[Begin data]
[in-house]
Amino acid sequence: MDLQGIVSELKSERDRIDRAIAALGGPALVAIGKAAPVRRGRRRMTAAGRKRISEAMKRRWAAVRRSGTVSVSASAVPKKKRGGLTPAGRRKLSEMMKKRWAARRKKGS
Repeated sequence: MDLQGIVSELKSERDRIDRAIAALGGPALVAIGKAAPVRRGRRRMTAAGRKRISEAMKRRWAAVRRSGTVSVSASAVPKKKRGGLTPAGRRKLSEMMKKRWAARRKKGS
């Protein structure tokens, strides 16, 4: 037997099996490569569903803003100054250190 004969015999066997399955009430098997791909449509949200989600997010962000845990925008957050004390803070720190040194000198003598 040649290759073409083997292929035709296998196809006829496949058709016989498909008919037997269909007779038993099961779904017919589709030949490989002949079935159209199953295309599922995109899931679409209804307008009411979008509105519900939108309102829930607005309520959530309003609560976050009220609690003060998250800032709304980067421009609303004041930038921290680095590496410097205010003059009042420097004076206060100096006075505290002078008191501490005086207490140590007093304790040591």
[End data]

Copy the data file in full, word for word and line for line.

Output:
[in-house]
Amino acid sequence: MDLQGIVSELKSERDRIDRAIAALGGPALVAIGKAAPVRRGRRRMTAAGRKRISEAMKRRWAAVRRSGTVSVSASAVPKKKRGGLTPAGRRKLSEMMKKRWAARRKKGS
Repeated sequence: MDLQGIVSELKSERDRIDRAIAALGGPALVAIGKAAPVRRGRRRMTAAGRKRISEAMKRRWAAVRRSGTVSVSASAVPKKKRGGLTPAGRRKLSEMMKKRWAARRKKGS
């Protein structure tokens, strides 16, 4: 037997099996490569569903803003100054250190 004969015999066997399955009430098997791909449509949200989600997010962000845990925008957050004390803070720190040194000198003598 040649290759073409083997292929035709296998196809006829496949058709016989498909008919037997269909007779038993099961779904017919589709030949490989002949079935159209199953295309599922995109899931679409209804307008009411979008509105519900939108309102829930607005309520959530309003609560976050009220609690003060998250800032709304980067421009609303004041930038921290680095590496410097205010003059009042420097004076206060100096006075505290002078008191501490005086207490140590007093304790040591």